Go to the Globe and Mail homepage

Jump to main navigationJump to main content

Is income inequality a big problem in Canada? Or have we imported this debate from the United States, where inequality really is a big problem? (Chris Young For The Globe and Mail)
Is income inequality a big problem in Canada? Or have we imported this debate from the United States, where inequality really is a big problem? (Chris Young For The Globe and Mail)

Income inequality in Canada: What’s the problem? Add to ...

Miles Corak: Roughly speaking, middle-income households are not much, if at all, better off than 30 years ago. They are now working harder and relying more on government transfers to maintain the same standard of living. The starting salaries of each successive cohort of young people entering the labour market are lower. Poverty is another thing altogether, and though it has fallen when compared to 20 years ago, this is cold comfort.

Kevin Lynch: As Sergeant Friday used to say: “The facts, nothing but the facts.” And the facts suggest that income inequality worsened in Canada, as measured by the Gini coefficient by about the same percentage as the OECD countries on average, and the deterioration actually happened in the second half of the 1990s, not in the last decade. Over the last decade, median real disposable income rose in Canada by about 20 per cent compared to a decline of 4 per cent in the U.S., and the ratio of the top 10 per cent to the bottom 10 per cent declined slightly after rising in the 1990s. Within these statistics, there were increasing market returns to those with better education, and pressures on middle class workers as the nature of work changed.

Anne Golden: The point is not that the middle class and the poor in Canada are not worse off than they were 30 years ago. The point is that the incomes of the middle class have stagnated. The average income of the middle quintile grew by just 6 per cent in real terms in over a third of a century. Nor is the point that the poor are not worse off. It’s that they are not much better off, despite a period of significant growth in incomes. The point is that it is top fifth of the population who reaped the benefit of this growth. And the effects of this can be seen in a shrinking of the number of middle class neighbourhoods, as rich and poor grow further apart.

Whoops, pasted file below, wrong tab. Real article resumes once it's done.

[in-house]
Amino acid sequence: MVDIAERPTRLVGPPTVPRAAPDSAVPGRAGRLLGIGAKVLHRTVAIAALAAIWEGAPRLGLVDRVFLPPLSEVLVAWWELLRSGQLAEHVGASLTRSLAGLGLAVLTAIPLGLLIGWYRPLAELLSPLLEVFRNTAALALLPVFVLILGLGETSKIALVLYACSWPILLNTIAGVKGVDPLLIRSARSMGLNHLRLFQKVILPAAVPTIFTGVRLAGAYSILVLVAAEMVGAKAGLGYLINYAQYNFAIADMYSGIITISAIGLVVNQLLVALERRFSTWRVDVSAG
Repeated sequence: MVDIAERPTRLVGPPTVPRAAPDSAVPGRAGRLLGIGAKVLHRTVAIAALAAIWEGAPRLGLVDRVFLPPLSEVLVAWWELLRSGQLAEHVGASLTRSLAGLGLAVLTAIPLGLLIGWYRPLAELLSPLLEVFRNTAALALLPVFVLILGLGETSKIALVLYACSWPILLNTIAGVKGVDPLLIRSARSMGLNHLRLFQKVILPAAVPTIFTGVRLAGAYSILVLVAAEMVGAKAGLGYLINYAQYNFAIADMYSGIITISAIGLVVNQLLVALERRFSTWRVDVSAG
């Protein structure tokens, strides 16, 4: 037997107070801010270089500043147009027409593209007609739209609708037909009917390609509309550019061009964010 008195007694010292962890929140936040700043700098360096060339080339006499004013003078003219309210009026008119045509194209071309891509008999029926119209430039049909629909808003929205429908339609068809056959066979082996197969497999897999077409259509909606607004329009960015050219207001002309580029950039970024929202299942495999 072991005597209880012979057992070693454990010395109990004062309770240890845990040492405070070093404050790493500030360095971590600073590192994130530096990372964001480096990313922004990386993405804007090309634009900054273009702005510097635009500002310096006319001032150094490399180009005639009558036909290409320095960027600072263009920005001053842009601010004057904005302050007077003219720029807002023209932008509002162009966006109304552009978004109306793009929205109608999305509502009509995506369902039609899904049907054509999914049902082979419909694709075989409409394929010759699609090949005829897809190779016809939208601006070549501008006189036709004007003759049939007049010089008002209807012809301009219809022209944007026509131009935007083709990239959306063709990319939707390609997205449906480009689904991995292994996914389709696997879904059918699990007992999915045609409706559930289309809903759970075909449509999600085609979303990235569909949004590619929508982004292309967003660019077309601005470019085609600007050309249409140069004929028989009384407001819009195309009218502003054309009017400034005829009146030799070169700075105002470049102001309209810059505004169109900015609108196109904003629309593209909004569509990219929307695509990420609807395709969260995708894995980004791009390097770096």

Miles Corak: It is also important to appreciate that this picture cannot be brought into focus by relying on any statistic. The Gini coefficient, by its very construction, is not sensitive to changes in the extremes of the income distribution and so does not fully capture the impact on inequality of rising income shares being captured by top earners. Over the last decade inequality continued to increase, but the nature of the increase was different, reflecting a pulling away of the top tail of the income distribution.

Jim Stanford: How low we set the bar: Despite the advent of incredible technology. Despite a 50 per cent increase in average labour productivity. Despite the mass entry of women into the paid labour market. Despite all these things, the real income of the truly “middle” household (the median family) has not budged in more than 30 years – and even that is due to the impact of government in moderating the strong polarization of market incomes. And yet some claim this as a “victory.” Most Canadians have been completely sidestepped by the benefits of economic progress for a generation – precisely because of the erosion of the institutions designed to share the wealth (like income security, collective bargaining, and progressive taxation). Real incomes for the richest 1% doubled in the same period, and real incomes for the super-rich (the top 0.01%) tripled. So by the definition of relative poverty (being worse off than those around you … and, in this case, much worse off than those you read about and see on TV), poverty has indeed increased in Canada.

William Robson: Since we are making such different claims about the trends, I’m quoting Statistics Canada’s household incomes, adjusted to an individual basis to correct for how the average household is getting smaller over time. Between 1996 and 2011, the after-tax-and-transfer figures do show average incomes in the top quintile outpacing the others. But they also show average incomes in every quintile up more than 30 percent over the period – not a bad performance, and much better than what came before it.

Jim Stanford: Adjusting the data for the size of household is problematic for several reasons. First, household expenses per capita are higher for smaller households, so claiming that families are “richer than they feel” because there are less people in each household is not very comforting. Second, to some extent households may be smaller precisely because incomes have stagnated, so there is a circularity in the causation. Third, while average household size has declined, average household paid working hours did not.

Single page

In the know

Most popular videos »

Highlights

More from The Globe and Mail

Most popular